The Apathetic Student’s Guide to Primaries

The Spin Zone | Noel Anderson | March 29, 2016

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Even if you haven’t been paying attention to the recent headlines, news about the 2016 presidential primaries is inescapable. Whether you’re Cruzin, feeling the Bern or staying up at night either crying or laughing about Donald Trump, this year is an excellent time to learn how important primaries are to the election process, and I’m here to show you why.

As I’m sure you’ve gathered, primary elections are held for both the Democratic and Republican parties in order to determine which two candidates will run against one another in the 2016 presidential election. These primaries will take place in all 50 states, plus the District of Columbia, and five United States territories, which include Puerto Rico, Guam, American Samoa, the Northern Mariana Islands and the U.S. Virgin Islands.

Selection of each candidate is decided at a state level by distributing delegates for each party. This is done by proportion or population of the states; for example, Alaska has 28 delegates, and Massachusetts has 42 (pro tip: think about population, not geographic size). Delegates are awarded a vote based on the votes each party candidate receives in a primary or caucus, which is determined proportionally by the population. For example, if in Virginia, Senator Stan Smith of Langley Falls is a delegate in a group of 49 for the Republican Party and supports Marco Rubio, he is awarded a vote after the primary turnout is 32 percent with three other candidates running.

If you noticed the conventions that took place in the last election, they may have seemed like huge meetings for each party and their candidate, or in that instance, President Obama and Gov. Mitt Romney. Party conventions are events that occur at the start of the election process, after each candidate for the party has been determined. This is done when each party has selected their primary candidate through primary elections and caucuses.The candidate that is chosen for each party is then represented at that party’s national convention, and is the candidate who will appear on the ballot in the general election.

While both parties hold both caucuses and state-wide primaries, they differ in one area: superdelegates. For a Democratic candidate to win the nomination, he or she must accumulate votes from a certain number of super delegates, which are a special minority consisting of 712 delegates. This number makes up about one third of the 2,383 delegate votes needed to win the nomination. These superdelegates are either members of the Democratic National Committee, a member of Congress (Senate or House of Representatives), or an already elected official. What makes these superdelegates especially potent is their power to shift support from one candidate to another, regardless of state primaries or caucuses. The other delegates must support a candidate based on these outcomes. This year there are some especially notable superdelegates, including Vice President Joe Biden, Al Gore and President Obama.

The Republican primaries this year are much the same way, sans the superdelegates, with each candidate vying for the votes of 1,237 delegates.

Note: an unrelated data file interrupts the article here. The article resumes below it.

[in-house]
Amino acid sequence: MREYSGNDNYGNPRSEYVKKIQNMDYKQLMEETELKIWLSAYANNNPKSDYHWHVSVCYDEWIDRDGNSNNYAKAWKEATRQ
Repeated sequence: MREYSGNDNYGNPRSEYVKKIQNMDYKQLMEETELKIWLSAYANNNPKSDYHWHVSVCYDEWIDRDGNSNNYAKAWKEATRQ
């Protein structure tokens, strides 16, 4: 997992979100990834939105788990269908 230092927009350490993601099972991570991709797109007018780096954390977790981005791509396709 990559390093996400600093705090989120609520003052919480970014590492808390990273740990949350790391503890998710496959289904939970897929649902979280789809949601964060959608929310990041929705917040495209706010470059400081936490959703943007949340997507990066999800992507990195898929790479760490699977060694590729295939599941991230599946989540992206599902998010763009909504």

Now, as I mentioned previously, states hold both Republican and Democratic candidate elections, either through caucuses or primaries. But what are caucuses? A caucus is simply a meeting conducted at a smaller level in a county, city or town. In addition, they are open to any member of the party, but you must be registered if you wish to vote for a candidate.

While caucuses are a great way for the party to generate voter interest, primaries have become a much more popular way for states to vote on candidacy in recent years. It is important to note that primaries are elections held to determine candidacy preference statewide, and caucuses are held throughout participating states at a local level in which people interested in a particular candidate meet to discuss policy and generate interest. Both of these events involve voting; however, the structure of the events themselves differ. Some states, like Minnesota, Iowa and Kansas use caucuses, while states like South Carolina and New Hampshire do not. Primaries are either closed or open, meaning that if they are closed you may only vote if you are registered with that party and registered to vote. If the primary is open, however, a registered voter may vote in either party’s primary, regardless of their party registration status.

Though the entire electoral process is bewildering and disconcerting at times, its importance never fades, even if the candidates and voting events do. Just by looking at the turnout and delegate votes, we can see how a small percentage can change results drastically. An excellent example of this is in Iowa, where Ted Cruz won by 8 delegates or 27.6 percent with Donald Trump just one delegate behind at 24.3 percent. In the same state, Hillary Clinton won by 49 percent or 23 delegates, with Bernie Sanders on her tail with 49.6 percent and 21 delegates.

Being confused about the U.S. political process is natural, I assure you, but it can be understood by we students and citizens. Voting matters, as does representation, and no matter your ideals or political orientation, your voice is heard in the electoral process. In addition, our generation is the largest in history, and our power to be politically mobilized is limitless. As citizens, we not only have a duty to uphold our history as a democracy, but we can also invest in our own future by participating in the election. Just a few votes can change the outcome of your state’s primary or caucus, and that will not only influence the candidate outcome of either party, but the entire outcome of the election.